By the time you arrive at work in the morning, you have already been bombarded with ads. Simply by walking to and out of the subway, and by being on the subway, you have already seen hundreds of images, logos, and slogans. You are exposed to more than you realize; just try counting the ads on your commute tomorrow. I take the 4/5/6 to get to work in the morning, and love paying attention to my morning subway’s ads. Two of my favorite ad campaigns at the moment include and Seamless’ “How New York Eats” campaign and StreetEasy’s “Find Your Place” campaign. This had me thinking about what works about these campaigns. I realized that they actually have a lot in common—they both target New Yorkers in a way that pokes fun at their ridiculousness.
As a Jersey girl, I immediately noticed the immense differences between New Jersey and New York when I moved here about four years ago. New Jersians have a reputation of being small-town and nice. New Yorkers are known for being pretty much the opposite of that. They have a reputation of being loud and audacious. These differences made moving a state away feel like moving a world away. I’ve learned a lot in this crazy city, mostly that you should be confident and try to expect the unexpected. I’ve learned that New Yorkers are filled with contradictions—they want to go to brunch and yoga but they don’t want to spend money, they want to sleep but they also want to bragplain to their friends about how little they sleep.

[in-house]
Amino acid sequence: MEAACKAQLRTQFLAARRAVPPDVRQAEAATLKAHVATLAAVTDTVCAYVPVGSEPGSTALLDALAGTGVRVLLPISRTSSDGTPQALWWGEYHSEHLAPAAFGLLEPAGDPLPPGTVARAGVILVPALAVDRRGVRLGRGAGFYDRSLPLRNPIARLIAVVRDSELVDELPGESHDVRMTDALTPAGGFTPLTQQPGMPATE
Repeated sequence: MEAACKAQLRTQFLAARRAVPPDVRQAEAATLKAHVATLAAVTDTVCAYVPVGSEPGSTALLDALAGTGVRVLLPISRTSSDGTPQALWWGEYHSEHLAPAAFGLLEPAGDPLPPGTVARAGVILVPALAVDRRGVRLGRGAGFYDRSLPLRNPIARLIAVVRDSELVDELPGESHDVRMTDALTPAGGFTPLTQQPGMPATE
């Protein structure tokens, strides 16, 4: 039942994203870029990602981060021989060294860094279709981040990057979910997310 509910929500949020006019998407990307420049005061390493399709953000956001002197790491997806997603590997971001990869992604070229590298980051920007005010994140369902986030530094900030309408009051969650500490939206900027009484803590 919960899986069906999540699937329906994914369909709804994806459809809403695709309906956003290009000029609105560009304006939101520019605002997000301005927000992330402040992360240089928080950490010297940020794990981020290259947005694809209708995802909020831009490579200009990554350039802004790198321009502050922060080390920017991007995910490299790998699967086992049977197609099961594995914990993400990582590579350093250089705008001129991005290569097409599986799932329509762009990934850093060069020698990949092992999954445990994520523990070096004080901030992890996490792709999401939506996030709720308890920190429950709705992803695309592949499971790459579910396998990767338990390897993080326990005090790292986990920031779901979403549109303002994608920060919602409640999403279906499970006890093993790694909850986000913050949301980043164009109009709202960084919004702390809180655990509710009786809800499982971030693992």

Seamless and StreetEasy understood just how crazy New Yorkers can be when they released their campaigns. Seamless’ “How New York Eats” campaign includes tongue-in-cheek one-liners that harness the insanity that is New York dining. One of my favorites goes, “Nothing ruins a good meal like other New Yorkers.” The ad includes a graphic of the New York skyline. The ads’ color schemes are bold, using background colors such as red, yellow, and blue. All of the graphics are cartoonish, with fonts of all kinds. The goal is to be fun enough to capture the attention of their target audience, New Yorkers, in an age where information is constantly thrown in consumers’ faces.